Common Hockey Injuries Nurses May See in the Emergency Room

NursingDecember 05, 2013


As a nurse, you will see many interesting and shocking things. One of those things will be sports injuries. Injuries occur in most sports at some time, but hockey injuries may be among some of the most severe. The majority of hockey related injuries, an approximate 80 percent of them, occur during a played game. A flying hockey puck, a skate blade puncturing the skin, out-of-control wielding of a hockey stick, colliding with another player and checking are most often the offending culprits of such injuries. A nurse will need to be prepared in caring for these types of injuries. Here are three hockey related injuries that you will see come in to the emergency room.

Head Injuries

The rough and tumble sport of hockey includes a great deal of body contact with the other players. A blow to the head is not uncommon, nor is a player sailing across the ice and into the boards. Although helmets are worn when playing ice hockey, the potential for a head injury is still possible. When a hockey player hits, he usually hits hard. A concussion is a common hockey injury that is seen in the emergency room. Some of these symptoms include a loss of consciousness, headache, dizziness, blurred vision, nausea and vomiting. The emergency room physician will likely order a CT scan or an MRI to rule out any bleeding. Care for this type of injury will vary, according to the results of those tests.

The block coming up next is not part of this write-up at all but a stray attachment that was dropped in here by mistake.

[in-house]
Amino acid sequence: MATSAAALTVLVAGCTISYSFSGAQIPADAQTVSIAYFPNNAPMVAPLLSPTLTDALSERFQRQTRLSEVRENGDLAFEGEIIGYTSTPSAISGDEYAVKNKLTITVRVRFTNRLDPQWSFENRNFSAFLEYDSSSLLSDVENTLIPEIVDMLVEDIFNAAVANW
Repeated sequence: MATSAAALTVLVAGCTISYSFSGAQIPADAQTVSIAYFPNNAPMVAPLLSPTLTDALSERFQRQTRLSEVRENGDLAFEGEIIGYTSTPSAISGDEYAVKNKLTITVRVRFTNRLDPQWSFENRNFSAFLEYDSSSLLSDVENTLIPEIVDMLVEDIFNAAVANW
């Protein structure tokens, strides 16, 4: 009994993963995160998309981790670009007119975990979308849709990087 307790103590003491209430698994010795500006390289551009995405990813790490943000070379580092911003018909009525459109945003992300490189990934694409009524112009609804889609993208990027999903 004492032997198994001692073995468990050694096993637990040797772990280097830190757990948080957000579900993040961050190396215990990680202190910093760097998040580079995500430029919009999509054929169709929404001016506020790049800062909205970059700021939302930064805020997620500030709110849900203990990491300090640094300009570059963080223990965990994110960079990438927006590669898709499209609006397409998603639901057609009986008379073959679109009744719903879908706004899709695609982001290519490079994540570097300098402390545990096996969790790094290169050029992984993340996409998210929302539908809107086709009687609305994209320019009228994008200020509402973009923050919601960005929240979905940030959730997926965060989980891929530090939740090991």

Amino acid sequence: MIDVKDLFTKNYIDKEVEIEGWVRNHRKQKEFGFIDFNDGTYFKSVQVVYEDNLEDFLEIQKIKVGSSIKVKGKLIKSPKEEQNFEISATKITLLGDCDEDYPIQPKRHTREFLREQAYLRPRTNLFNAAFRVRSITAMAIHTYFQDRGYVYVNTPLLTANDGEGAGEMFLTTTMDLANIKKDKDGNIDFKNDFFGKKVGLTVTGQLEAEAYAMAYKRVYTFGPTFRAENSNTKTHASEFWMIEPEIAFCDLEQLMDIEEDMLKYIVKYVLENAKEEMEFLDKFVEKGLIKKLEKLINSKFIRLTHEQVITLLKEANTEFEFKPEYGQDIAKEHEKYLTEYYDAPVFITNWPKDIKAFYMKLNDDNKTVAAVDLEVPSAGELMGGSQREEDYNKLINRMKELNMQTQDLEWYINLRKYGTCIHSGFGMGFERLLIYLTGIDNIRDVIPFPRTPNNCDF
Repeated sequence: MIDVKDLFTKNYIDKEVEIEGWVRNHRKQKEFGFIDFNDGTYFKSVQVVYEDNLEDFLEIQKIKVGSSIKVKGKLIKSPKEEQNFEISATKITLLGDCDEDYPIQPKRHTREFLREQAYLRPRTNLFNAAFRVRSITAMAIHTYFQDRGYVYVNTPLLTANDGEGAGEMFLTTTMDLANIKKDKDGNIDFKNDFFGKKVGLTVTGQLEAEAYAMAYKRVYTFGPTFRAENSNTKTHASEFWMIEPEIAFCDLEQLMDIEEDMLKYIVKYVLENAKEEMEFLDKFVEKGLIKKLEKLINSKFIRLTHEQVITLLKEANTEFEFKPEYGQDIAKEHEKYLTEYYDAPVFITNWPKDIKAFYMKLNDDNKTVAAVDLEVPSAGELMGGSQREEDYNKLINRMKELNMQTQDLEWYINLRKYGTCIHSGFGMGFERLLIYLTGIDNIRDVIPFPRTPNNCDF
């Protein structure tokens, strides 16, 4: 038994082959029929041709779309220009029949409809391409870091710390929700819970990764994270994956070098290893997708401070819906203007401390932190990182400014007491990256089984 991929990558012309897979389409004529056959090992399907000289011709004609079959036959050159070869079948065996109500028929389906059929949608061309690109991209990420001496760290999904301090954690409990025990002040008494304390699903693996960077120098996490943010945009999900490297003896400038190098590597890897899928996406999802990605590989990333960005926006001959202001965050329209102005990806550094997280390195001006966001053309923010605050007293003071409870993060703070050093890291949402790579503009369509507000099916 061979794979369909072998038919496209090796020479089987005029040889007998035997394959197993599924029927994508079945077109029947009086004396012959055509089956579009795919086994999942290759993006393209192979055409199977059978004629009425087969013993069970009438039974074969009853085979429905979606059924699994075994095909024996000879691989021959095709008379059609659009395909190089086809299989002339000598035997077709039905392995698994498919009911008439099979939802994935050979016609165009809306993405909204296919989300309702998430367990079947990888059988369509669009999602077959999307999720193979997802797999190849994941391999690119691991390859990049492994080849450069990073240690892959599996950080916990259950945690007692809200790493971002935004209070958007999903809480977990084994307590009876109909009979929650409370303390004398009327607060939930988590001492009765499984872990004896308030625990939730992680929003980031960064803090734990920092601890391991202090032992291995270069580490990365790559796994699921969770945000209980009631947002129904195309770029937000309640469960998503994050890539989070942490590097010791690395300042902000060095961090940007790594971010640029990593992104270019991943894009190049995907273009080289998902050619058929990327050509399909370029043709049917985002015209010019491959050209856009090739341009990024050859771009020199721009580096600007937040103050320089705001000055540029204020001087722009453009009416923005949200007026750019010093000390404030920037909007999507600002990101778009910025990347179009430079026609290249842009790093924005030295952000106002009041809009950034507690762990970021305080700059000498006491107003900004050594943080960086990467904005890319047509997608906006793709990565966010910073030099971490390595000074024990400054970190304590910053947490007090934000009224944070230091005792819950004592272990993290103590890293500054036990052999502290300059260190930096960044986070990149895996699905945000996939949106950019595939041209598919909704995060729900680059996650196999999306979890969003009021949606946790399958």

Shoulder Injuries

One player nudging another and other body contact creates the perfect scenario for a shoulder injury. A shoulder separation is seen often among common types of hockey injuries, as well as a fractured collarbone. The emergency room physician will order an X-ray to confirm that nothing is fractured. Treatment for this type of injury will likely include ice, rest, pain medications and a sling, as long as nothing is fractured.

Knee Injuries

High sticking, tripping another player, a fall and other mishaps result in a hockey player sustaining a knee injury. Hockey players push off on the inside edge of their skates, which makes the outside of the knee most vulnerable. Meniscus tears, medial collateral ligament injuries and anterior cruciate ligament issues are seen most often in the emergency room in sustained hockey injuries. An X-ray will be taken of the knee to determine the outcome of the injury that the player has sustained. Rest, ice, casting, bracing, elevation and future surgeries are all possibilities for the treatment of an injury to the knee.

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